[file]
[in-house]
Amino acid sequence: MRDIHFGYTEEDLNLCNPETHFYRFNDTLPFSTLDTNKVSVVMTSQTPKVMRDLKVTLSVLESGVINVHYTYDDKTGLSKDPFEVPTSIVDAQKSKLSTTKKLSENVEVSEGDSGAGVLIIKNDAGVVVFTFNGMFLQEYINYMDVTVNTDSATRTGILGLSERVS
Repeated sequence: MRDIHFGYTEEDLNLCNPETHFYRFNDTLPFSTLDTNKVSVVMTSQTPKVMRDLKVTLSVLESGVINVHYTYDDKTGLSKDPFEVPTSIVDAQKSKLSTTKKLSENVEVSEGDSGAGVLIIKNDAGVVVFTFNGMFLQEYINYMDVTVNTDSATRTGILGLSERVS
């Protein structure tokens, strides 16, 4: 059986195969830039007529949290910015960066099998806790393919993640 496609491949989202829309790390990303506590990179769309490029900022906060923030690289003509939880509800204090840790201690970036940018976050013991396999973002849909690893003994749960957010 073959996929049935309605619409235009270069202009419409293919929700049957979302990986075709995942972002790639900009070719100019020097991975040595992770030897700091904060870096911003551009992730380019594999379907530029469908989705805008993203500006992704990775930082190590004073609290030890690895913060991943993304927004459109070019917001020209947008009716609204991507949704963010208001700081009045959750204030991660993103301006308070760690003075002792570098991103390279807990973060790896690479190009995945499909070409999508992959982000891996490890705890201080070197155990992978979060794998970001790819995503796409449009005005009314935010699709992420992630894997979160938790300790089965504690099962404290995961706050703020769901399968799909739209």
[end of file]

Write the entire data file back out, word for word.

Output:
[in-house]
Amino acid sequence: MRDIHFGYTEEDLNLCNPETHFYRFNDTLPFSTLDTNKVSVVMTSQTPKVMRDLKVTLSVLESGVINVHYTYDDKTGLSKDPFEVPTSIVDAQKSKLSTTKKLSENVEVSEGDSGAGVLIIKNDAGVVVFTFNGMFLQEYINYMDVTVNTDSATRTGILGLSERVS
Repeated sequence: MRDIHFGYTEEDLNLCNPETHFYRFNDTLPFSTLDTNKVSVVMTSQTPKVMRDLKVTLSVLESGVINVHYTYDDKTGLSKDPFEVPTSIVDAQKSKLSTTKKLSENVEVSEGDSGAGVLIIKNDAGVVVFTFNGMFLQEYINYMDVTVNTDSATRTGILGLSERVS
């Protein structure tokens, strides 16, 4: 059986195969830039007529949290910015960066099998806790393919993640 496609491949989202829309790390990303506590990179769309490029900022906060923030690289003509939880509800204090840790201690970036940018976050013991396999973002849909690893003994749960957010 073959996929049935309605619409235009270069202009419409293919929700049957979302990986075709995942972002790639900009070719100019020097991975040595992770030897700091904060870096911003551009992730380019594999379907530029469908989705805008993203500006992704990775930082190590004073609290030890690895913060991943993304927004459109070019917001020209947008009716609204991507949704963010208001700081009045959750204030991660993103301006308070760690003075002792570098991103390279807990973060790896690479190009995945499909070409999508992959982000891996490890705890201080070197155990992978979060794998970001790819995503796409449009005005009314935010699709992420992630894997979160938790300790089965504690099962404290995961706050703020769901399968799909739209």